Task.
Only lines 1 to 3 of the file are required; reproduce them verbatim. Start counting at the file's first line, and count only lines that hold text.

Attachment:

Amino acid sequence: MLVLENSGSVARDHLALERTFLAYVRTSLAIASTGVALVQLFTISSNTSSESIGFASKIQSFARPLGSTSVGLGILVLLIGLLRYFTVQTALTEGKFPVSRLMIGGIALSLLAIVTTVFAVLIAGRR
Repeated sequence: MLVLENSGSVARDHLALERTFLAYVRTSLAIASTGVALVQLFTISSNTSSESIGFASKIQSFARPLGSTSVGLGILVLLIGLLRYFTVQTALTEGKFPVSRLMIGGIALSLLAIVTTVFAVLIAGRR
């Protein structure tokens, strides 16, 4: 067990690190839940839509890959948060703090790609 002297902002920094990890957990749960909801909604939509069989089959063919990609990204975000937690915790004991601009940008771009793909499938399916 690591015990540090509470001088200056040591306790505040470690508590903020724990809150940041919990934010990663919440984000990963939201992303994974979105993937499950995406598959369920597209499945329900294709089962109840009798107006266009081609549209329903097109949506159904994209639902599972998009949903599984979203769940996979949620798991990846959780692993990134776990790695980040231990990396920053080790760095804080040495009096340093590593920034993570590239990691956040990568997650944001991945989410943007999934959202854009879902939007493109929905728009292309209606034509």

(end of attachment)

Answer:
Amino acid sequence: MLVLENSGSVARDHLALERTFLAYVRTSLAIASTGVALVQLFTISSNTSSESIGFASKIQSFARPLGSTSVGLGILVLLIGLLRYFTVQTALTEGKFPVSRLMIGGIALSLLAIVTTVFAVLIAGRR
Repeated sequence: MLVLENSGSVARDHLALERTFLAYVRTSLAIASTGVALVQLFTISSNTSSESIGFASKIQSFARPLGSTSVGLGILVLLIGLLRYFTVQTALTEGKFPVSRLMIGGIALSLLAIVTTVFAVLIAGRR
């Protein structure tokens, strides 16, 4: 067990690190839940839509890959948060703090790609 002297902002920094990890957990749960909801909604939509069989089959063919990609990204975000937690915790004991601009940008771009793909499938399916 690591015990540090509470001088200056040591306790505040470690508590903020724990809150940041919990934010990663919440984000990963939201992303994974979105993937499950995406598959369920597209499945329900294709089962109840009798107006266009081609549209329903097109949506159904994209639902599972998009949903599984979203769940996979949620798991990846959780692993990134776990790695980040231990990396920053080790760095804080040495009096340093590593920034993570590239990691956040990568997650944001991945989410943007999934959202854009879902939007493109929905728009292309209606034509």